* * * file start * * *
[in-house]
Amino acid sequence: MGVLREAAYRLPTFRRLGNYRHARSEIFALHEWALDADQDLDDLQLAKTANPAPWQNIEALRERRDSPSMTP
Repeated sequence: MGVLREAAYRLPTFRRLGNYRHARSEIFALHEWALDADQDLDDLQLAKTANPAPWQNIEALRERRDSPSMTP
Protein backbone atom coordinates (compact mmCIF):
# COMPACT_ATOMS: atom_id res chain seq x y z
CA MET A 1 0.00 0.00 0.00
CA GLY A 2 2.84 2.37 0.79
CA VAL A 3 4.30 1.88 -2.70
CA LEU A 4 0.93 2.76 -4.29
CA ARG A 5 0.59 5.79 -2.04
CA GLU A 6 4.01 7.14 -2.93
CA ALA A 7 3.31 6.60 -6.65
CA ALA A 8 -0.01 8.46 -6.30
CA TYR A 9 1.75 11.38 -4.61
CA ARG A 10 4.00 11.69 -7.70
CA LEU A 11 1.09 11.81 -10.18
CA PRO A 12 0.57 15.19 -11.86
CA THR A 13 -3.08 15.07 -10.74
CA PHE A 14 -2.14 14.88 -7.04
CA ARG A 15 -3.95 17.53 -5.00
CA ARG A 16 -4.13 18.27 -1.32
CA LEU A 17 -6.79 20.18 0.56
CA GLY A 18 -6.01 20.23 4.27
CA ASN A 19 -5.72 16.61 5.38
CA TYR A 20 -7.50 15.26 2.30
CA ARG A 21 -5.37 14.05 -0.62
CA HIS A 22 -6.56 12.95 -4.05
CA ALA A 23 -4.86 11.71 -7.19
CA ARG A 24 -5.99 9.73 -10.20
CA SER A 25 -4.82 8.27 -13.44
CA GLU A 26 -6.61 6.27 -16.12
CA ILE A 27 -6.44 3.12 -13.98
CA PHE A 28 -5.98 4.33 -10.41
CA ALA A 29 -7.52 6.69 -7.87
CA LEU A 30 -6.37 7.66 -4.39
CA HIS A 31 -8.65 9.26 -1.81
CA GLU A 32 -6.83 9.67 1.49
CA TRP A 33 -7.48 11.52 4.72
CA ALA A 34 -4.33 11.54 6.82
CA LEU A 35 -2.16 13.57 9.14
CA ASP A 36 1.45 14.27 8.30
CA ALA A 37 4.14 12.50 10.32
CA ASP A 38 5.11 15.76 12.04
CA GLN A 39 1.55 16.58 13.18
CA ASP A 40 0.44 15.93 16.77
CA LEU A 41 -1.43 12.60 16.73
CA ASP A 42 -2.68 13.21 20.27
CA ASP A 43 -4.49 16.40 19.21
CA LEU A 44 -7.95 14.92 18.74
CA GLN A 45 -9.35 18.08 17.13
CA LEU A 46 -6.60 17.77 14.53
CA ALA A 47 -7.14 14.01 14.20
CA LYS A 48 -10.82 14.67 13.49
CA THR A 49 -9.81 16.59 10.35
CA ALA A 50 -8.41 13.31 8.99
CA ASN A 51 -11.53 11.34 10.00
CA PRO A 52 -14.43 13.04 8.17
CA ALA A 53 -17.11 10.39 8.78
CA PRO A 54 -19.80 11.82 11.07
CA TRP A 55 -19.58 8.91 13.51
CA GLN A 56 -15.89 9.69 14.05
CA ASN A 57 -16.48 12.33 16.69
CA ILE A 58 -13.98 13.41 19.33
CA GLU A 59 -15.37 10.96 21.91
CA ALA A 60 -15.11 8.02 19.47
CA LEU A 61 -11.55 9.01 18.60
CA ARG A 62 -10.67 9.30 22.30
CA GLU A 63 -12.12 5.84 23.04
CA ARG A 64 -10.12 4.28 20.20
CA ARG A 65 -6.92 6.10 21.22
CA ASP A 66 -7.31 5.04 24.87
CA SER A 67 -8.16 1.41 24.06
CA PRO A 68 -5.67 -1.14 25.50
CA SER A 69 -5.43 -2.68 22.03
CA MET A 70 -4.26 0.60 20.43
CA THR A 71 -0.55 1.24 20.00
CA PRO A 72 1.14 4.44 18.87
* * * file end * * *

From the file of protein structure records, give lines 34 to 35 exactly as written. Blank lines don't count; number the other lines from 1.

CA ALA A 29 -7.52 6.69 -7.87
CA LEU A 30 -6.37 7.66 -4.39